|Historical notes: ||Aboriginal people are believed to have inhabited the Sydney region for at least 20,000 years (Turbet, 2001). The population of Aboriginal people between Palm Beach and Botany Bay in 1788 has been estimated to have been 1500. Those living south of Port Jackson to Botany Bay were the Cadigal people who spoke Dharug (Randwick Library webpage, 2003), while the local clan name of Maroubra people was "Muru-ora-dial" (City of Sydney webpage, 2003). By the mid nineteenth century the traditional owners of this land had typically either moved inland in search of food and shelter, or had died as the result of European disease or confrontation with British colonisers (Randwick Library webpage, 2003).
pre-1780s - local Aboriginal people in the area used the site for fishing and cultural activities - rock engravings, grinding grooves and middens remain in evidence.
1789 - Governor Philip referred to 'a long bay', which became known as Long Bay.
1820s - Crown grant for 'Church and School Lands' of 1730ha included the nominated area.
1855 - village reserve set aside at Long Bay.
1850s - recreational shooting began on the rifle range site.
1859 - Randwick Minicipal Council created, covering the nominated area.
1861 - Church & School Lands resumed by the Crown and land sales begin.
1888 - recreational target shooting reported to be in action.
1898 - the Hereward wrecked on cliff base
1899 - the Tokapo wrecked on cliff base.
1902 - NSW Government reaffirmed public recreation reserves in the nominated area.
1910 - NSW Government dedicated the whole headland for military purposes.
1916 - a cliff face ocean outfall for sewerage established south of the nominated area.
1919 - a permanent rifle range site was surveyed on the site.
1929 - control of the rifle range was transferred to the Commonwealth.
1931 - the MV Malabar wrecked near Boora Point, and the name quickly adopted for the local village to distinguish it from Long Bay Gaol.
1939-1945 - various military installations (c43 in number) built on the site, notably the Boora Point Battery.
1951 - Cumberland County Plan zoned the nominated rea as 'special uses'.
1967 - NSW Rifle Association clubs transferred to the site from Holsworthy.
1968-1988 - rifle range site used for extensive land fill operations, possibly from nearby industrial sites.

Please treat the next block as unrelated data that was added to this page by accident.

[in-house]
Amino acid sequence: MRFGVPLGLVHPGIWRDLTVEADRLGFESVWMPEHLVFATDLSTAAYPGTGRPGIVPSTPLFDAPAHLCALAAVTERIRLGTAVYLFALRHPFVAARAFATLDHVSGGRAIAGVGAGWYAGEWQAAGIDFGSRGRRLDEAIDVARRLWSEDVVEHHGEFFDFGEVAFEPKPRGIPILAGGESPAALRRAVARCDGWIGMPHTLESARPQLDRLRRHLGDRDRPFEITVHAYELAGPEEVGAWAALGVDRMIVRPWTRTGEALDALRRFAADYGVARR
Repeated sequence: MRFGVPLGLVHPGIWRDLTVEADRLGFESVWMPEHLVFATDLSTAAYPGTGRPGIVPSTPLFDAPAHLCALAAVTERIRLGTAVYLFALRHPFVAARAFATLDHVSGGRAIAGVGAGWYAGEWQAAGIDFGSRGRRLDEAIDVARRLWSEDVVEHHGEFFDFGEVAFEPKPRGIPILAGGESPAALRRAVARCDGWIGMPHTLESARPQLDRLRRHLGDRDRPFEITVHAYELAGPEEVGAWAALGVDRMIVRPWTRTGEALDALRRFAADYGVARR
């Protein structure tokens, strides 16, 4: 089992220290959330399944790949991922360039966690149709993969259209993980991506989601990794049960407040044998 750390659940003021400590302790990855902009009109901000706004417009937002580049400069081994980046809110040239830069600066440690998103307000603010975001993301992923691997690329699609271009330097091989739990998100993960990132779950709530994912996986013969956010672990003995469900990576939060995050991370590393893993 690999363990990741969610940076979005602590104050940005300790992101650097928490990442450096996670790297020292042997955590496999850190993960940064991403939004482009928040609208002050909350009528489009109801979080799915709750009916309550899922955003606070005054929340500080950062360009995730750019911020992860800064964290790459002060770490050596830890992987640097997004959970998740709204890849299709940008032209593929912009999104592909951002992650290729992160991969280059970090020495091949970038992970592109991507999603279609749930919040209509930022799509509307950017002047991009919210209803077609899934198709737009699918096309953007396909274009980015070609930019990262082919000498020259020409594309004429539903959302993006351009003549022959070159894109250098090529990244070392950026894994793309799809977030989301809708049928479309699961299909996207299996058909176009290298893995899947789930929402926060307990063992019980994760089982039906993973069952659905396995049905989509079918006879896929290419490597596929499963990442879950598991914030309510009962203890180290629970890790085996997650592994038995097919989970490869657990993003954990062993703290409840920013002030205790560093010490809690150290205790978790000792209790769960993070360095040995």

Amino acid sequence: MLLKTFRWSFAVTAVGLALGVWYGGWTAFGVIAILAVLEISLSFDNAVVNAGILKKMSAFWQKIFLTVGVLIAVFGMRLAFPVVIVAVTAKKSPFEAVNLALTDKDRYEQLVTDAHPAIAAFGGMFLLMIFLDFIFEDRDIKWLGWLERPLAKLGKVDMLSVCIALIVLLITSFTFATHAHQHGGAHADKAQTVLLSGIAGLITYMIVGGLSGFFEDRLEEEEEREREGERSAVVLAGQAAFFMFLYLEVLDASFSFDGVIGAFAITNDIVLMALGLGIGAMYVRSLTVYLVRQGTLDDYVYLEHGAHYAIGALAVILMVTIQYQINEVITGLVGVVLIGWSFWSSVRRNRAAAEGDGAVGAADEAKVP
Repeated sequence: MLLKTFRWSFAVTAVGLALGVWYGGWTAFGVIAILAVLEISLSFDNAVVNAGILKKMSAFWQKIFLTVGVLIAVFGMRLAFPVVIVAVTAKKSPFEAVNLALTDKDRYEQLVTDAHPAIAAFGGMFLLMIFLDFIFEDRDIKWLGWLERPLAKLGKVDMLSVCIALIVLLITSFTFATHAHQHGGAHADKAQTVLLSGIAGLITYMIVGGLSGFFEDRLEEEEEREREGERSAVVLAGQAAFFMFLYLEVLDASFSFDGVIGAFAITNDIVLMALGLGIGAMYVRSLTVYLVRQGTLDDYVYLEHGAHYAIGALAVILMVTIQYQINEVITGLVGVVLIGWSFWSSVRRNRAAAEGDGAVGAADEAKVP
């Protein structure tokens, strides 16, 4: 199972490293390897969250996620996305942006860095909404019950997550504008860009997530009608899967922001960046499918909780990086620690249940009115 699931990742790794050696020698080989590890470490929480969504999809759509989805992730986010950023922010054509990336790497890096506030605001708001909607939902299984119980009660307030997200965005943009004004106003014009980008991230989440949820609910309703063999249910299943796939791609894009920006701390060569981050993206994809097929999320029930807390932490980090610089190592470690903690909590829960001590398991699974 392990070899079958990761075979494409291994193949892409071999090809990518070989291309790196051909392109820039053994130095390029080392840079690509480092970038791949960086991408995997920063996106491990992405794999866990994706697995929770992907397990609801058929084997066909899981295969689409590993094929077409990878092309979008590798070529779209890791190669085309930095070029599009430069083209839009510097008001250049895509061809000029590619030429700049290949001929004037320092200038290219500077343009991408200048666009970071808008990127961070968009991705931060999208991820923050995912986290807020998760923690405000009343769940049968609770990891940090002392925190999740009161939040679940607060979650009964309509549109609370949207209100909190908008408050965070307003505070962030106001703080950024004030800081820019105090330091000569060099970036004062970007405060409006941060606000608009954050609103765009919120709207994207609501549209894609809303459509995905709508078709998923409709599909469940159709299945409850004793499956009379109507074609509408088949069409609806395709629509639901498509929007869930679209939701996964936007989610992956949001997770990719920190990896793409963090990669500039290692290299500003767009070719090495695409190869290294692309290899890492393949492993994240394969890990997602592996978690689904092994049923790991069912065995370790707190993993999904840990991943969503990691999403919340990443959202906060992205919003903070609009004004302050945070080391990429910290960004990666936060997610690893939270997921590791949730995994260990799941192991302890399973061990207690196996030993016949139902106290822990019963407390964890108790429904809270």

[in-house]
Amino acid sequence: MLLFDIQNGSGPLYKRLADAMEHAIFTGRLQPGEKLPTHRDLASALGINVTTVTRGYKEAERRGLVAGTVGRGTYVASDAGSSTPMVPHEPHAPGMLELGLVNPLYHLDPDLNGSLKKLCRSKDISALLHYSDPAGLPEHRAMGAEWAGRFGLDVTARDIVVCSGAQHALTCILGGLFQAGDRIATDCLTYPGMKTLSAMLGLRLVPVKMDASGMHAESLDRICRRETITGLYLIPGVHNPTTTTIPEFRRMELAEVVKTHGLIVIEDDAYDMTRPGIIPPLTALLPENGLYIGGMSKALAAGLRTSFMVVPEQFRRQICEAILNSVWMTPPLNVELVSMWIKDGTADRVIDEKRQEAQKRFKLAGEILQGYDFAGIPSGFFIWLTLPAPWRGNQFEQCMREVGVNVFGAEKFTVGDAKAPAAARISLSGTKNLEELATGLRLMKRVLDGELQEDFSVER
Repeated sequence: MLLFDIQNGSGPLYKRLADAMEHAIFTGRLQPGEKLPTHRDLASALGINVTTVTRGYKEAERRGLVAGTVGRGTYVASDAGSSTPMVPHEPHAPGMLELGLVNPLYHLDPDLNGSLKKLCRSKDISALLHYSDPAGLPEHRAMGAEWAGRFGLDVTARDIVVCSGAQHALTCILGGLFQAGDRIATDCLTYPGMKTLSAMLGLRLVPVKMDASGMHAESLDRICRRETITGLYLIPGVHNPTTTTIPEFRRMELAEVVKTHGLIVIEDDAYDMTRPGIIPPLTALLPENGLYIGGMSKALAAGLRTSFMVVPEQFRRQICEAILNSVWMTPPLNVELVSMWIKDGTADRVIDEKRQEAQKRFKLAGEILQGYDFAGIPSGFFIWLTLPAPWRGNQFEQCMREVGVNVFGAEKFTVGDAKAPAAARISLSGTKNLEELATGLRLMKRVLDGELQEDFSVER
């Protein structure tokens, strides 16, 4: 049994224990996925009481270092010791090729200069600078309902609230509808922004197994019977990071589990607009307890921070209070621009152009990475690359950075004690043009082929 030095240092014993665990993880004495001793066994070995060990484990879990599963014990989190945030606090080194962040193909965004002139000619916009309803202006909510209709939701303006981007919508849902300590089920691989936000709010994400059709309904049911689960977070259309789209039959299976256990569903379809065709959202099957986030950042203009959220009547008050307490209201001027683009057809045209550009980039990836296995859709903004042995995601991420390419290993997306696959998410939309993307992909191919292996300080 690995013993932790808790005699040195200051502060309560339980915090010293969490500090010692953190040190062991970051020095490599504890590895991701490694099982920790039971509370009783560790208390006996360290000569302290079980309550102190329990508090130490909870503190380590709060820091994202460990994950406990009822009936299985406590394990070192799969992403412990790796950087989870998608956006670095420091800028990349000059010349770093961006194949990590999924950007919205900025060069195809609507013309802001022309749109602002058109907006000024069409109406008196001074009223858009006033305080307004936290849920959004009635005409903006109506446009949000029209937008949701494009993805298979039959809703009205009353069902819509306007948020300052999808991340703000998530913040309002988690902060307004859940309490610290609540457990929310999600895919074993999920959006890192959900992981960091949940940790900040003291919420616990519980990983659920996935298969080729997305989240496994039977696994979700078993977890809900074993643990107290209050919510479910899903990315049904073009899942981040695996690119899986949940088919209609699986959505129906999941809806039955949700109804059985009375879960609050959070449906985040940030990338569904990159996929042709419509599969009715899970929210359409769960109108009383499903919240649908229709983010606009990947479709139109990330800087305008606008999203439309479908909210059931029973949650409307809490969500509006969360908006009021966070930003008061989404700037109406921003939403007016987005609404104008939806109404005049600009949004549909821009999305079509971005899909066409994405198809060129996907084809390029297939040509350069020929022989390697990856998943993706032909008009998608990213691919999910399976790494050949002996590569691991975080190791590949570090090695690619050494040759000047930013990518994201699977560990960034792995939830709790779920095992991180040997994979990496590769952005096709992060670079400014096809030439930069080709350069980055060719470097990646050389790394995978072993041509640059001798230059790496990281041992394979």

1970 - name of the area changed to Anzac Rifle Range.
1986 - Commonwealth announced intention to dispose of property, and official military use ceased.
1980s - the name Malabar Headland began to be used after early natural vegetation surveys began.
1990s - legal action undertaken by NSW Rifle Association to prevent disposal of the site.
One of the earliest land grants in this area was made in 1824 to Captain Francis Marsh, who received 12 acres bounded by the present Botany & High Streets, Alison & Belmore Roads. In 1839 William Newcombe acquired the land north-west of the present town hall in Avoca Street.
Randwick takes its name from the town of Randwick, Gloucestershire, England. The name was suggested by Simeon Pearce (1821-86) and his brother James. Simeon was born in the English Randwick and the brothers were responsible for the early development of both Randwick and its neighbour, Coogee. Simeon had come to the colony in 1841as a 21 year old surveyor. He built his Blenheim House on the 4 acres he bought from Marsh, and called his property "Randwick". The brothers bought and sold land profitably in the area and elsewhere. Simeon campaigned for construction of a road from the city to Coogee (achieved in 1853) and promoted the incorporation of the suburb. Pearce sought construction of a church modelled on the church of St. John in his birthplace. In 1857 the first St Jude's stood on the site of the present post office, at the corner of the present Alison Road and Avoca Street (Pollen, 1988, 217-8).